It is said to be an excellent source of several growth factors. In a study, they found that PRF-L can significantly improve the proliferation index, collagen deposition and migration rates in chronically UVA-irradiated human dermal fibroblasts [13]. This is a new technique that requires further studies.


7. I-PRF: Injectable Platelet Rich Fibrin

I (Injectable) -PRF, is got by centrifuging for 3 minutes at 800 rpm in a plastic tube. This form of PRF may also contain stem cells which have high regenerative properties. It is basically a liquid form of PRF. PRF is in gel form, which makes its use limited. For this reason, the recent advancement of i-PRF, PRF in liquid formulation, makes it easier to be injected in areas of soft tissue or the mucous membrane.

 

Uses of I-PRF:

  • Facial rejuvenation and hair growth, replacing the use of PRP
  • Wide-open blunderbuss canals for apex closure
  • GBR procedures where it is mixed with autogenous bone or bone substitutes (allografts)
  • Root surface bio-modification on root coverage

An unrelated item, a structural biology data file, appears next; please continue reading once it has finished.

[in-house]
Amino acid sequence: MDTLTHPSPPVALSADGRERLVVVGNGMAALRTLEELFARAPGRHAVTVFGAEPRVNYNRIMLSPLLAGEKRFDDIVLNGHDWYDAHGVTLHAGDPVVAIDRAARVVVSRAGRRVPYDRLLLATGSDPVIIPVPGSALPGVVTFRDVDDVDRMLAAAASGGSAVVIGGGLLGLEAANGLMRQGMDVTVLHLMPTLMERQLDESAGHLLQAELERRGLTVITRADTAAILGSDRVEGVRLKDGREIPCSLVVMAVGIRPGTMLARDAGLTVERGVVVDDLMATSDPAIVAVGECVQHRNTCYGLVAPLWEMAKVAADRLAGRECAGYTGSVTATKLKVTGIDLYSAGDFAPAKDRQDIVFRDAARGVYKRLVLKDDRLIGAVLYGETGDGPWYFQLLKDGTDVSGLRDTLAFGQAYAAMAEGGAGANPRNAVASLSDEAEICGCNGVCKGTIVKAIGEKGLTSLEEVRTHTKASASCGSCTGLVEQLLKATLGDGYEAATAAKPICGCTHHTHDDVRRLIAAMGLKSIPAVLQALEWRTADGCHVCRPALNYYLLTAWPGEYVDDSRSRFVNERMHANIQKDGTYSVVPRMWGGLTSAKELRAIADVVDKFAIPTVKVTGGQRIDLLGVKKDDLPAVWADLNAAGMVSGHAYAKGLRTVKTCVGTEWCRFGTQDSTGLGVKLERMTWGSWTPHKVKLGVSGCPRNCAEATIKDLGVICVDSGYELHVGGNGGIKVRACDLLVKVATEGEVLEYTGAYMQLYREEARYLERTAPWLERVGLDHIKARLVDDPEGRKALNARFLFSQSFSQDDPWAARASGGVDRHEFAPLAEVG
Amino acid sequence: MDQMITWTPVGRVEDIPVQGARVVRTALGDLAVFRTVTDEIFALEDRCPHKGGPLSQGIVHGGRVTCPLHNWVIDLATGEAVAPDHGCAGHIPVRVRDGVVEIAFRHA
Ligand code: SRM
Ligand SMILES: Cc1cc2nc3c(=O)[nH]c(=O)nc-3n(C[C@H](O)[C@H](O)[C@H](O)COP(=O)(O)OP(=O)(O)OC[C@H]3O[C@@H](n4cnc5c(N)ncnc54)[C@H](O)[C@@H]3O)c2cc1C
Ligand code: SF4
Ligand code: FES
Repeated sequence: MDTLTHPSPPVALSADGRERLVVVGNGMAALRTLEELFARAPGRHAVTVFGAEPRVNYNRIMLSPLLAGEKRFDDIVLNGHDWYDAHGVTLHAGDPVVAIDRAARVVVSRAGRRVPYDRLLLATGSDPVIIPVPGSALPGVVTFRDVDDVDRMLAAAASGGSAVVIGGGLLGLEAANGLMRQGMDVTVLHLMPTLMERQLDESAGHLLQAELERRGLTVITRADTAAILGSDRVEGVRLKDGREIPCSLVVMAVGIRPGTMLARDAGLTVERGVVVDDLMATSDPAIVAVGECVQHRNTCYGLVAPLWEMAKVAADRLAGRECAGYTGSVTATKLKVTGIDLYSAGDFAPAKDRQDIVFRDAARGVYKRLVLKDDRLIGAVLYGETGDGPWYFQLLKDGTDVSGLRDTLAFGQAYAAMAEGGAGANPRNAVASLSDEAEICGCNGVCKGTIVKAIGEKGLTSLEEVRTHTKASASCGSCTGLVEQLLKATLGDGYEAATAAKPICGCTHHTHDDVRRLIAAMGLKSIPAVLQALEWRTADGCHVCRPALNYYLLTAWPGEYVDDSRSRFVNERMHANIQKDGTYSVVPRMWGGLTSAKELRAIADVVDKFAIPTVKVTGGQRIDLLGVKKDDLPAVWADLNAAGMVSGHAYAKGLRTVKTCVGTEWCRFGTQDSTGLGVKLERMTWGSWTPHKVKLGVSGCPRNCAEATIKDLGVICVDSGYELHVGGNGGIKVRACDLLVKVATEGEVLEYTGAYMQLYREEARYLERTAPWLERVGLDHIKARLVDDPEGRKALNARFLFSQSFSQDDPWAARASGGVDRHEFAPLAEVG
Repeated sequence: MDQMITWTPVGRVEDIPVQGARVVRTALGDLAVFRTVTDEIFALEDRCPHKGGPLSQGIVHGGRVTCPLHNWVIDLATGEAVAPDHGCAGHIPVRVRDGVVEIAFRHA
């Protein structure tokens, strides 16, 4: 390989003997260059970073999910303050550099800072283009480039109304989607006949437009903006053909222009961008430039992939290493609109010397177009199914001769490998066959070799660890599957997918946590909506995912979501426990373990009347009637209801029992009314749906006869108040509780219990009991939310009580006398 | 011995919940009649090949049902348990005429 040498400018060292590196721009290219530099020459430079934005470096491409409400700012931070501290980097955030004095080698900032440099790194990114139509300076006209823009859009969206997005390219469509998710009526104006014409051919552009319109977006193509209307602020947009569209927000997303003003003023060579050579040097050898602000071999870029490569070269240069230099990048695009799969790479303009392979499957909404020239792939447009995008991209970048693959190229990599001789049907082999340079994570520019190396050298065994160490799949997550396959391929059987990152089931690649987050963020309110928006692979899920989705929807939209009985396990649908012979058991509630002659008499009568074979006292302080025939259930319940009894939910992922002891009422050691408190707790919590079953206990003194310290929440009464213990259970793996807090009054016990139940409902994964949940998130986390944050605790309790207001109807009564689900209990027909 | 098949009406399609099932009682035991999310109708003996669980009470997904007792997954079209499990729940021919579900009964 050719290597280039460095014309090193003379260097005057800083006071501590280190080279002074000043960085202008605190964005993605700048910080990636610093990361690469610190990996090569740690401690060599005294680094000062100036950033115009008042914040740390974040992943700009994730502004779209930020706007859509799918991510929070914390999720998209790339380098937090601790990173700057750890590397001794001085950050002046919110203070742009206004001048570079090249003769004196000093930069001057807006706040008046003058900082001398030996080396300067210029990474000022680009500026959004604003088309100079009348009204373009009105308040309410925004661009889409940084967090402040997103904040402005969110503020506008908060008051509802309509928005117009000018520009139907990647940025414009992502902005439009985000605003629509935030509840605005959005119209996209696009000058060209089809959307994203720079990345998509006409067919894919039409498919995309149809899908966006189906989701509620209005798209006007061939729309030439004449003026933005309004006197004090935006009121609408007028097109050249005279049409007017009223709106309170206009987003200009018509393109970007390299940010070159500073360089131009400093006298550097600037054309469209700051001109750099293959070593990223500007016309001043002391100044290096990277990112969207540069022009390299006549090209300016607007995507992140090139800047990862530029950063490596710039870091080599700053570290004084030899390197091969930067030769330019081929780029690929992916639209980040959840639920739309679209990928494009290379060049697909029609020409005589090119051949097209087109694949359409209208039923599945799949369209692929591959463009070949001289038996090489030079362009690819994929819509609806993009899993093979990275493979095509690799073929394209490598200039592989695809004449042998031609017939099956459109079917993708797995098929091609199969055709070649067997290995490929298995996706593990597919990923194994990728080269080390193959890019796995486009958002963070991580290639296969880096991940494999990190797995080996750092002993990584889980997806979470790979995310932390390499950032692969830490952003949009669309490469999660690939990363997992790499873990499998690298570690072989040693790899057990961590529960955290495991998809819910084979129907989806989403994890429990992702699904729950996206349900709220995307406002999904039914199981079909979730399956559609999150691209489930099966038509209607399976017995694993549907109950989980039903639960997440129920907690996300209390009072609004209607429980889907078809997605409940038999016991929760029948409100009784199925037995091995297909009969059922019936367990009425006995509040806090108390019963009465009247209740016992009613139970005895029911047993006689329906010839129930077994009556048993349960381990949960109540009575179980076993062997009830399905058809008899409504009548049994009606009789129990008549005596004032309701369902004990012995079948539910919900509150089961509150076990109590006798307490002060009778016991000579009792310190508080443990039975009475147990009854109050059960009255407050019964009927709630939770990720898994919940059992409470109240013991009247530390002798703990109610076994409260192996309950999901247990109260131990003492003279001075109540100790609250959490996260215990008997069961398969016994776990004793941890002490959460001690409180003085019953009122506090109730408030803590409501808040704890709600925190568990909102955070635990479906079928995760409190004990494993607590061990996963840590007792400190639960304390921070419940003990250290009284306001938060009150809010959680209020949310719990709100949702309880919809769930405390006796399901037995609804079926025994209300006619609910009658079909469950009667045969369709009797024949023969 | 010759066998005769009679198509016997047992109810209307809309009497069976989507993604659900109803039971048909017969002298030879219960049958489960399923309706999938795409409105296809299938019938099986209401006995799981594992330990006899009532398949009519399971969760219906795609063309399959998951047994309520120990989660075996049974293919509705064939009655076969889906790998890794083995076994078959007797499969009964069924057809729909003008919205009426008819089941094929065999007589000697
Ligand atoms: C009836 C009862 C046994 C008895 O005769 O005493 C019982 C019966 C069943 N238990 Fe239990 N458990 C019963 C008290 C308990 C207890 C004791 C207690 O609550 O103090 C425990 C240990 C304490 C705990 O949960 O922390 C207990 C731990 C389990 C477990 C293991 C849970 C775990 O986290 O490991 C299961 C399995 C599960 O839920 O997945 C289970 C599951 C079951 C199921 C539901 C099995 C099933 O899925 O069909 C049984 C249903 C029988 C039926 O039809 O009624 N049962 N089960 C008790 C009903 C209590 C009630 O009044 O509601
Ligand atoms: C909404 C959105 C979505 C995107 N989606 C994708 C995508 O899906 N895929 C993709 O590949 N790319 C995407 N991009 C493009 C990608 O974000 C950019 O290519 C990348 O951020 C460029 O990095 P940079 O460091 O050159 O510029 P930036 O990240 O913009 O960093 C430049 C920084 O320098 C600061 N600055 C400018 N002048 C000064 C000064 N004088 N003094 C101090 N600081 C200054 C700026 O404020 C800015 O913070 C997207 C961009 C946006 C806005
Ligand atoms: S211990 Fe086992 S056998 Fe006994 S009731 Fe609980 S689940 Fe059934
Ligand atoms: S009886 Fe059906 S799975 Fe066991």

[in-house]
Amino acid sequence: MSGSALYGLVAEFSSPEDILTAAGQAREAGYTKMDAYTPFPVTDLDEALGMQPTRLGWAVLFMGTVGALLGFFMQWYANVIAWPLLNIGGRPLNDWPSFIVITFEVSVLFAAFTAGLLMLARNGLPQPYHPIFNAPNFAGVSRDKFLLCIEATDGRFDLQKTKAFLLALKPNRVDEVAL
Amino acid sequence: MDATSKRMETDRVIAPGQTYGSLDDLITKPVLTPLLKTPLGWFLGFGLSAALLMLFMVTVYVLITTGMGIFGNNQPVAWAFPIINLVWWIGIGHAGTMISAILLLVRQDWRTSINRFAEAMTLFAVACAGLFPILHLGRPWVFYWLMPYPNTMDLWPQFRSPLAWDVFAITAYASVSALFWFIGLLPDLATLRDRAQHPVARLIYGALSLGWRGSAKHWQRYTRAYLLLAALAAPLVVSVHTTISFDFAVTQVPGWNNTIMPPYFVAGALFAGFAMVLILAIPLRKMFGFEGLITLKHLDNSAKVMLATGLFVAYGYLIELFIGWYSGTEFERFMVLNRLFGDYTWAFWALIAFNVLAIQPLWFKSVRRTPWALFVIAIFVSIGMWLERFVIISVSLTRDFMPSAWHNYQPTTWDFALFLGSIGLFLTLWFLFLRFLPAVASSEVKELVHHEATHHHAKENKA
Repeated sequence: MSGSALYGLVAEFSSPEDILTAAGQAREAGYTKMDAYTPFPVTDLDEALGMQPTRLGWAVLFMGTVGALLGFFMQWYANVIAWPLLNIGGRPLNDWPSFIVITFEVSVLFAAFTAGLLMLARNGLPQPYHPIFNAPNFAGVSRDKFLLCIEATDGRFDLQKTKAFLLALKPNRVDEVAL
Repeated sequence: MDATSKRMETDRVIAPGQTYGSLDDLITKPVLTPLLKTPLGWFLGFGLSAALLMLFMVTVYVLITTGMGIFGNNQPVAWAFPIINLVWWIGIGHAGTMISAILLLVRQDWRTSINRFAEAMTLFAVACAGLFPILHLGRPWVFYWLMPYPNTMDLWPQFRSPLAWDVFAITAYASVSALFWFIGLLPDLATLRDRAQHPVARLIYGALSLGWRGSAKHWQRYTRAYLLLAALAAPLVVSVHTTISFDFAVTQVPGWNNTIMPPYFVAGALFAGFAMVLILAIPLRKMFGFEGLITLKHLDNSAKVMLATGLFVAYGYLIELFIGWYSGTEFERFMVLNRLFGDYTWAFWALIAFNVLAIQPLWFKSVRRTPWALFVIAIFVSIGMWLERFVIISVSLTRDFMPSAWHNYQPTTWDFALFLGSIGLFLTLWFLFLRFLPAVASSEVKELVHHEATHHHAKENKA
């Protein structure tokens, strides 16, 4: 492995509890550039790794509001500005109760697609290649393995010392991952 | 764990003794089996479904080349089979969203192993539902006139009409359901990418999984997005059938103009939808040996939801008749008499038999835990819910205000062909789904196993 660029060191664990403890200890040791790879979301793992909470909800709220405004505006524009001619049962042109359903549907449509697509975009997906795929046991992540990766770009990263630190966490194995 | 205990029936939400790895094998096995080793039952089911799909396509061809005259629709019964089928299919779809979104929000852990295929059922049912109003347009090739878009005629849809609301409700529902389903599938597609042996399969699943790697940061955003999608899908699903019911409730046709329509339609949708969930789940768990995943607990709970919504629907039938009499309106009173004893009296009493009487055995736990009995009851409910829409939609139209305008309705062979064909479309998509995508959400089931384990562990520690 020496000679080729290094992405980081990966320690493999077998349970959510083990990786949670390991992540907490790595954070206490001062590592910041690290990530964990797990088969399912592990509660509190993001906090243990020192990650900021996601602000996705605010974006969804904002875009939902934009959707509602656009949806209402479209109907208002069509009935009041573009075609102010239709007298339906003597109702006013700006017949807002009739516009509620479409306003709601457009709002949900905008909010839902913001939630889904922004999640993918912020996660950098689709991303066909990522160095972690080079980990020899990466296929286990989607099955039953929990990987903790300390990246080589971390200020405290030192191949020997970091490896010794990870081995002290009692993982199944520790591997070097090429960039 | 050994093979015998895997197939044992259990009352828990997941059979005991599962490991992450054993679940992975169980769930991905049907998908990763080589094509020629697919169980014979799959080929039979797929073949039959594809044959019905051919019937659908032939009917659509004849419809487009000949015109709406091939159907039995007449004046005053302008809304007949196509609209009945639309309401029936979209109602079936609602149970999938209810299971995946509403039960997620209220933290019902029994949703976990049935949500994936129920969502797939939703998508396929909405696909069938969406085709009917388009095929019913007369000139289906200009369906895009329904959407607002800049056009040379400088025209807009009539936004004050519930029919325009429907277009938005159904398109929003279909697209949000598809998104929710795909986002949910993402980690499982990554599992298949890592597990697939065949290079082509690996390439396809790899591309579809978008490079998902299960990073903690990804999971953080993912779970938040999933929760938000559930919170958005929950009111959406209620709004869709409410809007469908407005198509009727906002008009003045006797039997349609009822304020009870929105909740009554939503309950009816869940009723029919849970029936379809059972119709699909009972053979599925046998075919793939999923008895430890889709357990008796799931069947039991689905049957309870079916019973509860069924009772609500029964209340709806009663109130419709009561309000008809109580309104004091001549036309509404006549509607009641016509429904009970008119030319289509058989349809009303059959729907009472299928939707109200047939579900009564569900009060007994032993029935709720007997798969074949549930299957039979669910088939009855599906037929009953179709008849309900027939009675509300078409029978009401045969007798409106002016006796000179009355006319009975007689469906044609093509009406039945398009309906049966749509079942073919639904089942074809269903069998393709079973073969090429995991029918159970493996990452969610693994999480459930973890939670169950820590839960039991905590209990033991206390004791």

• Periodontal therapy for thin gingival phenotypes, infrabony and furcation defects
  • Local drug delivery
  • Antimicrobial activity against Porphyromonas gingivalis and Aggregatibacter actinomycetemcomitans

Advantages of i-PRF have been of utmost help clinically. Shorter centrifugation times, increased number of regenerative cells and greater concentration of growth factors (vascular endothelial growth factor [VEGF] and transforming growth factor-β1) make i-PRF clinically useful as they are required for neovascularization and angiogenesis. i-PRF is shown to induce higher cell- migration, mRNA expression of TGF-ß, PDGF and COL1a2.

Compared to PRP, i-PRF induces a much higher fibroblast migration, whereas PRP was responsible for higher levels of cell proliferation. Over time, i-PRF continues to release additional growth factors. Revascularization and maturogenesis can be achieved with i-PRF.